Gen. Anthony C. Zinni, the former top American commander in the Middle East, said the Obama administration offered him the Baghdad job late last month, but withdrew the appointment without explanation, apparently in favor of a veteran diplomat, Christopher R. Hill.
This is the kind of blunder you should expect when you put a man with zero executive experience in the presidency.  In any organization, you don't offer someone a job and then leave them hanging.   According to Zinni, no one in the administration even told him that he was no longer a candidate for the job.

(Jimmy Breslin's novel may give us some idea of what to expect from the Obama gang.  For what it is worth, the young Mafia leader, Kid Sally Palumbo, was a good talker.)
- 6:45 AM, 6 February 2009
Similar thoughts from Ann Althouse, and most of her commenters.
- 12:13 PM, 6 February 2009   [link]

Rose Hill Art Gallery:  Yesterday, I was out stimulating the economy and stopped in at my favorite Kirkland art gallery.  As art galleries go, it is exceptionally well disguised since it is hidden inside a Texaco gas station and car wash.

But if you go into the station, you will find a wonderful collection of apple box art, a collection of the labels once put on apple boxes to entice customers into buying the apples.  Since your average apple grower was not a marketing genius, they tried many approaches with the labels, including some that look counterproductive.  It is hard, for instance, to see why a picture of a wolf would persuade someone to buy apples.  For some reason, the labels almost never used hard sells.  But almost all of them are interesting art.

(You can see what some of the labels look like in this video.)

The manager of the car wash, Mark Dinwiddie, tells me that the labels are his personal collection and that he bought most of them some time ago, mostly in the Chelan area.

Definitely worth a stop, especially if you are new to Washington state, and would like to know something about our state's history.  And unlike most art galleries, you can get some gas and a car wash while you visit.

Cross posted at Sound Politics.

(Incidentally, the Rose Hill car wash does a charity event every year, giving washes in return for donations.  Last time they worked with talk show host John Carlson to raise money for the Fred Hutchinson center.)
- 3:05 PM, 5 February 2009   [link]

Catastrophe?  Barack Obama is trying hard to sell the "stimulus" package.
President Barack Obama says the recession will turn into a "catastrophe" if the economic stimulus is not passed quickly.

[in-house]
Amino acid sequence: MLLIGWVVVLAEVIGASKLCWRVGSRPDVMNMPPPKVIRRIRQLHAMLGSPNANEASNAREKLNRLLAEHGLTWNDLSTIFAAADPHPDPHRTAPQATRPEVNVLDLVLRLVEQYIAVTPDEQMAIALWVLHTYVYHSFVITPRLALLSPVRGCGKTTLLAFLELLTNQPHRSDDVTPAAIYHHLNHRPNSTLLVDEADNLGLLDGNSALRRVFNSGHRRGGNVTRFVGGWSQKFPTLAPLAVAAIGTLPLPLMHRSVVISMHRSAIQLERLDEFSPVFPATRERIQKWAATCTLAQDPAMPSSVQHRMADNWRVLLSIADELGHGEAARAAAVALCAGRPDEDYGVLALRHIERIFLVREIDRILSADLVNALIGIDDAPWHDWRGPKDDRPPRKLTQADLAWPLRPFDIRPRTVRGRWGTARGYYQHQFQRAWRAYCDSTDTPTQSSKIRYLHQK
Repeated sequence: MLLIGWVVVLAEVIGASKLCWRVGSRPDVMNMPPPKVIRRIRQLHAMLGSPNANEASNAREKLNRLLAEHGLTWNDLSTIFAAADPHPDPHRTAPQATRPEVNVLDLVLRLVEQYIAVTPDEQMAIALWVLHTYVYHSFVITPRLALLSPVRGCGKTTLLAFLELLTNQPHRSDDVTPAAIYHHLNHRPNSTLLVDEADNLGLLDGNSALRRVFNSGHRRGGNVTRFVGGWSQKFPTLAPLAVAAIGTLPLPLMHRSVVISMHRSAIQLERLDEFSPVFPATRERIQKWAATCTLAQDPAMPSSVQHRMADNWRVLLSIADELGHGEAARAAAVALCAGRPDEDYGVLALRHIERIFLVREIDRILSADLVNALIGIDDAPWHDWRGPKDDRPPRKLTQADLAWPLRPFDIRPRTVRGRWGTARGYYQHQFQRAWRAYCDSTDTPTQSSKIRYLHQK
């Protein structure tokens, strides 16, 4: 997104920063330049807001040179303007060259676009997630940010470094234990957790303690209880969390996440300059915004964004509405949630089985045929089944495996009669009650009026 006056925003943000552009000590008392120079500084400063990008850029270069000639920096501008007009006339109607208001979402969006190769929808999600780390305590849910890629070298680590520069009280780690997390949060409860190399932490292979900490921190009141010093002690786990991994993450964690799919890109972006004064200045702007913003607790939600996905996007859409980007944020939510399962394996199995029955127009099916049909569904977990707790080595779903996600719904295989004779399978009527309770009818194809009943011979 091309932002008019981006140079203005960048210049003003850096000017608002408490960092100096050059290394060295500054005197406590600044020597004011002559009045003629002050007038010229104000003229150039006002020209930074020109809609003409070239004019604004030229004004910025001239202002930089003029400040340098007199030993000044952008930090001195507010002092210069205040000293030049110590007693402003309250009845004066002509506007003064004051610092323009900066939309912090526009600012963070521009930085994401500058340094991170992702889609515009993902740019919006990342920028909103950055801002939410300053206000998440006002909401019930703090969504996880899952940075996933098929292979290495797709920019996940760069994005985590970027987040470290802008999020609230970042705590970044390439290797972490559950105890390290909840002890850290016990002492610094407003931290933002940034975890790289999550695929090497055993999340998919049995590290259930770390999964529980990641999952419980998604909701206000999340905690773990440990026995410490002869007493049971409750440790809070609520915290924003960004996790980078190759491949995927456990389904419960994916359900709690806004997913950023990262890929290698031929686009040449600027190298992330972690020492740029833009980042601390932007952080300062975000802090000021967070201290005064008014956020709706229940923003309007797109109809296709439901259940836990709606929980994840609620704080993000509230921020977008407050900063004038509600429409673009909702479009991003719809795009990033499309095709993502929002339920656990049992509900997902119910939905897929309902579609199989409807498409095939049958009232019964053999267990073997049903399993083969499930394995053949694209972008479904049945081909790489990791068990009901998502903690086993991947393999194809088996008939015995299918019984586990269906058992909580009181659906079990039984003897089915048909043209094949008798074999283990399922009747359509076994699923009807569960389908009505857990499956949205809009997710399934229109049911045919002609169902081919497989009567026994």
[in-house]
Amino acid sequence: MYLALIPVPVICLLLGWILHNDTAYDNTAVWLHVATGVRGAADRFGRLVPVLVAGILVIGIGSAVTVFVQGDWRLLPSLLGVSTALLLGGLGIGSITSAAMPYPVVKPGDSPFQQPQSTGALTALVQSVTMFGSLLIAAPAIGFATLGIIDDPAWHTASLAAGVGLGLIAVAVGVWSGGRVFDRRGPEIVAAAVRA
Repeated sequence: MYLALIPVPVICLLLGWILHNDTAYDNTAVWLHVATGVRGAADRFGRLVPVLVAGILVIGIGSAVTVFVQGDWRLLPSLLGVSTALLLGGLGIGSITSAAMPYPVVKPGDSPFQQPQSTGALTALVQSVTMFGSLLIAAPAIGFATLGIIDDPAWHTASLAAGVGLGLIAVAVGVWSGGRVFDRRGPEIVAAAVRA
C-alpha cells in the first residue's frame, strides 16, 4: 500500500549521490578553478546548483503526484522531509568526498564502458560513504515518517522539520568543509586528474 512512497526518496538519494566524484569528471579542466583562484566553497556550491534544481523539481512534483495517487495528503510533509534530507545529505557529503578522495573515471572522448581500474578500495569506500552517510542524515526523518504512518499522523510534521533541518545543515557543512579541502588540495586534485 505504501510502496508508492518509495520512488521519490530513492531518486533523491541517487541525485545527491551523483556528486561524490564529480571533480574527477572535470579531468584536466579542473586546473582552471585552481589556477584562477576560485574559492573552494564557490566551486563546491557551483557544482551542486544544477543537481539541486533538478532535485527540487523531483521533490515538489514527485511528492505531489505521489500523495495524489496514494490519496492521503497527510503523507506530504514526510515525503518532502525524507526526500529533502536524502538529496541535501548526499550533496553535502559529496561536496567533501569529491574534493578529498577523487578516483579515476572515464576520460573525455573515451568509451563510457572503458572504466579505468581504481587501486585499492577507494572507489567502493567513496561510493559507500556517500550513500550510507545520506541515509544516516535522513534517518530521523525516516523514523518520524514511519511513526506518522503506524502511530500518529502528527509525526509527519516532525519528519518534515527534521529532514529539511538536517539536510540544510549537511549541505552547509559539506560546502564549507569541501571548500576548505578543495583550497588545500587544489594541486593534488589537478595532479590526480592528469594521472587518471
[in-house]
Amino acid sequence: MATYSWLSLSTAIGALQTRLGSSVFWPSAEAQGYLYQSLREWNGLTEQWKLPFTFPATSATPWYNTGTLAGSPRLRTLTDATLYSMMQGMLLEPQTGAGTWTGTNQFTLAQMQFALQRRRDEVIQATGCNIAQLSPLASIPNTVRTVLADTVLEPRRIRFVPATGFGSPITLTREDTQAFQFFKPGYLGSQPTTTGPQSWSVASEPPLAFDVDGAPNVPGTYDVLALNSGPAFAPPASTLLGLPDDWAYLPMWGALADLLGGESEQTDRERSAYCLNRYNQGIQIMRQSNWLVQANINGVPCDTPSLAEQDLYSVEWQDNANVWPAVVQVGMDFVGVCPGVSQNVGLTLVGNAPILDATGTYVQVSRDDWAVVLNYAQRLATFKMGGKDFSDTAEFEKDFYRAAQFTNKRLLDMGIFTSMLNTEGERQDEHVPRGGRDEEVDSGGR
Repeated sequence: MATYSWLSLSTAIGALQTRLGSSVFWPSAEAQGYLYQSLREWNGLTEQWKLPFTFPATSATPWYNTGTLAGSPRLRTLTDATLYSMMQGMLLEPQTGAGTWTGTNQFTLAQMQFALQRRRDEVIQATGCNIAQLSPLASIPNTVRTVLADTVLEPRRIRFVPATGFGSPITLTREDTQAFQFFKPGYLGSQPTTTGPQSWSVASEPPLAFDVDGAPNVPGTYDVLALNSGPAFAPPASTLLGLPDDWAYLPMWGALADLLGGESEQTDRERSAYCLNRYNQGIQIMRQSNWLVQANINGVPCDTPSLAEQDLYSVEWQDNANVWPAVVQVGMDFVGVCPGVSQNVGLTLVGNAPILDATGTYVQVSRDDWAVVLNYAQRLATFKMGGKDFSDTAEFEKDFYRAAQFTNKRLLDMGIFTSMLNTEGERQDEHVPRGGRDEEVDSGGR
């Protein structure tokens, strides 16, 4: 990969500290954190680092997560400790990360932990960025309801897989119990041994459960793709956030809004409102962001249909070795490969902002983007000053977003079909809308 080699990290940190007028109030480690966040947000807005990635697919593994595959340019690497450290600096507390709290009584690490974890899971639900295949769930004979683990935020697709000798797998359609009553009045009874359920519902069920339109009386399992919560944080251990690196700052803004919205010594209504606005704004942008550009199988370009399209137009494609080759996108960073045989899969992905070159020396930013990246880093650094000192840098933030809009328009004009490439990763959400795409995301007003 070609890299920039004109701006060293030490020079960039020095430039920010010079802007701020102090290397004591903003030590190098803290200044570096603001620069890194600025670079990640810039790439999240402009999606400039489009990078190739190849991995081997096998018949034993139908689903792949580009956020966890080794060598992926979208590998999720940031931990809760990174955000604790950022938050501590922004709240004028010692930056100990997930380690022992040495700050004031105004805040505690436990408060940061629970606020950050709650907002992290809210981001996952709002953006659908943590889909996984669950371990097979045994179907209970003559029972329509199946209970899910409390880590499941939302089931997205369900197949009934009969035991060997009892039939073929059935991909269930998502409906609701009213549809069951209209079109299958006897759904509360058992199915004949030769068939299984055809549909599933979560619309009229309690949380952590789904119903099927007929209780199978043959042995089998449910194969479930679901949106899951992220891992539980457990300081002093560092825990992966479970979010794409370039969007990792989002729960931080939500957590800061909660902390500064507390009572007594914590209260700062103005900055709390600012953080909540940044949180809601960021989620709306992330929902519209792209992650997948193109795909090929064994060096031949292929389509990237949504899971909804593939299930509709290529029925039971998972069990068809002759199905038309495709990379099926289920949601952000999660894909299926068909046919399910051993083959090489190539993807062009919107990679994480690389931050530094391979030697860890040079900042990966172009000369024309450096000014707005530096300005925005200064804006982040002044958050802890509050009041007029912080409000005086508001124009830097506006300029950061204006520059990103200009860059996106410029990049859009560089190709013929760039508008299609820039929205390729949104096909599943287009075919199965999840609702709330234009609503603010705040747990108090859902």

But he ought to listen to his economic advisor before saying such things.
Throughout 2008, Larry Summers, the Harvard economist, built the case for a big but surgical stimulus package.  Summers warned that a "poorly provided fiscal stimulus can have worse side effects than the disease that is to be cured."  So his proposal had three clear guidelines.

First, the stimulus should be timely.  The money should go out "almost immediately."  Second, it should be targeted.  It should help low- and middle-income people.  Third, it should be temporary.  Stimulus measures should not raise the deficits "beyond a short horizon of a year or at most two."

Summers was proposing bold action, but his concept came with safeguards: focus on the task at hand, prevent the usual Washington splurge and limit long-term fiscal damage.

Now Barack Obama is president, and Summers has become a top economic adviser.  Yet the stimulus approach that has emerged on Capitol Hill abandoned the Summers parameters.
David Brooks goes on to explain how the Democratic leaders in Congress created this "sprawling, lobbyist-driven mess" that Obama is calling his stimulus package, even though most of it would provide no immediate stimulus.

I am not entirely convinced that a big economic stimulus is necessary — the drops in energy prices are already providing a substantial stimulus — but if we are to have one, we should have one that meets Summers' guidelines.
- 2:22 PM, 5 February 2009   [link]

Some Things Are Obvious:  Unless you work in a field where political correctness is required.  In which case, if you happen to run into something obvious, you have to act surprised.  For instance, consider this tentative conclusion to a study on xenophobia.
But Navarrete found that volunteers' most persistent fears were reserved for men - that is, male members of the out-group.  So white men and women feared black men, and black men and women feared white men; all the other lab-induced fears, including any conditioned fear of women diminished.
. . .
Why would gender influence these ingrained fears as much as race?  It may be that men were more often the aggressors over evolutionary time, so that male faces became a potent cue for danger.  So xenophobia is not an equal-opportunity emotion.
Note that the finding that people are more likely to fear men than women is put as a question, and that the writer says that it "may be" that men "were" more often the aggressors.  Think of how much history, how many news stories, and even how much personal experience you have to ignore, in order to write a sentence like that.